I tried again at home, four more times through the whole process, to get it set up; still no email. I took it back to the gym and patiently explained the problem. “Yeah,” the attendant said, “that’s been happening a lot; the app doesn’t always work. You should create a new email account and try that, even if you just use it to log in to your membership.”
“Really?” I said. “Couldn’t I please just have a card with a bar code like the one that fell apart; that worked every time and I didn’t have to do anything.”
“Sorry,” he said. “We aren’t giving out cards anymore.”
Then there was the appointment I had in Smithtown, about 45 minutes to an hour west of the hallowed boundaries of our idyllic village. I put the address in the GPS on my phone, assessed the timetable that popped up, clicked Get Directions, then Start Route, and off I went. Despite road work on the LIE and a few feeder roads and a couple of stopped school buses, I arrived almost exactly on time … in a residential neighborhood in Kings Park.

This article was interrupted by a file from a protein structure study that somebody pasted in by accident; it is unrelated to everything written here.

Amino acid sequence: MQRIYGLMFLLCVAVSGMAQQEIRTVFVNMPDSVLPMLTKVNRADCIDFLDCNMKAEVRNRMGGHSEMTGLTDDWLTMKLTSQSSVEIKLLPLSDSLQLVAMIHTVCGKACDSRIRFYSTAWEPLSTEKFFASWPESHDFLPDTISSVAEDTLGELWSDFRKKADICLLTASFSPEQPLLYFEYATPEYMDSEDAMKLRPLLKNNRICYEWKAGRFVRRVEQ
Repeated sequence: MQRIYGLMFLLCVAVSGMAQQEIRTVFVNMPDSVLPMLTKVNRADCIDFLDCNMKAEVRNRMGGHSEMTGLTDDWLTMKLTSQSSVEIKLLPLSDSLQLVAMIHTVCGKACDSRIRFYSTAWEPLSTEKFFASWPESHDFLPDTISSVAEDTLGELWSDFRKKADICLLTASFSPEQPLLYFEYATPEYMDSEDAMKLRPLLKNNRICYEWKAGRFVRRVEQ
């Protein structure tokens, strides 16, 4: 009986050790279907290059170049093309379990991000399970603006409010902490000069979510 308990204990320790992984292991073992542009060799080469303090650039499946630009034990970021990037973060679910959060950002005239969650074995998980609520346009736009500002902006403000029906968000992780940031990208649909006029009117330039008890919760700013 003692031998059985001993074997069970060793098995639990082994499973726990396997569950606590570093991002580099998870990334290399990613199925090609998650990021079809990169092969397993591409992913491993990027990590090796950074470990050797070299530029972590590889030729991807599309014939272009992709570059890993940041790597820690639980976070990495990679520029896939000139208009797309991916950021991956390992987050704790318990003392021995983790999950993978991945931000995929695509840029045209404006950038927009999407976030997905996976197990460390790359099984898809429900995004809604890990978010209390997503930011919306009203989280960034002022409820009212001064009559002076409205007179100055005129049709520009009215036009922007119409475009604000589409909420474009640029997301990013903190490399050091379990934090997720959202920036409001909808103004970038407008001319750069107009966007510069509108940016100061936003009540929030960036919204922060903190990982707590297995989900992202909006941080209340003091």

After a brief moment of panic, I thought to call the office, advise the staff that I was running late, and see if I could get some idea of how far away I might be and directions to the office. But this particular office relies on a medical services communication system run by artificial intelligence (really) and no one in the office picks up the phone anymore: they get a notification that someone has called and they call back, eventually. Meanwhile I’m poring over the map on my phone trying to figure out where the office might be in relation to the little marker that showed where I was, where the GPS had taken me.
And, in New York City recently, as some readers may have heard, thousands of parking meters all of a sudden stopped accepting payment by credit card or the city parking app on smart phones. How many New Yorkers are likely to be carrying around $5 to $10 worth of quarters these days? How much revenue did the city lose? The explanation? A “software glitch.”
Look. I get it. Modern technology is in a million different ways a godsend. But now that is has become essential, it doesn’t seem like anyone is doing much planning for how to proceed when and if any of the systems breaks down, is incapacitated by cyber warfare (yikes!), or otherwise stops working. And that’s more than a little disconcerting.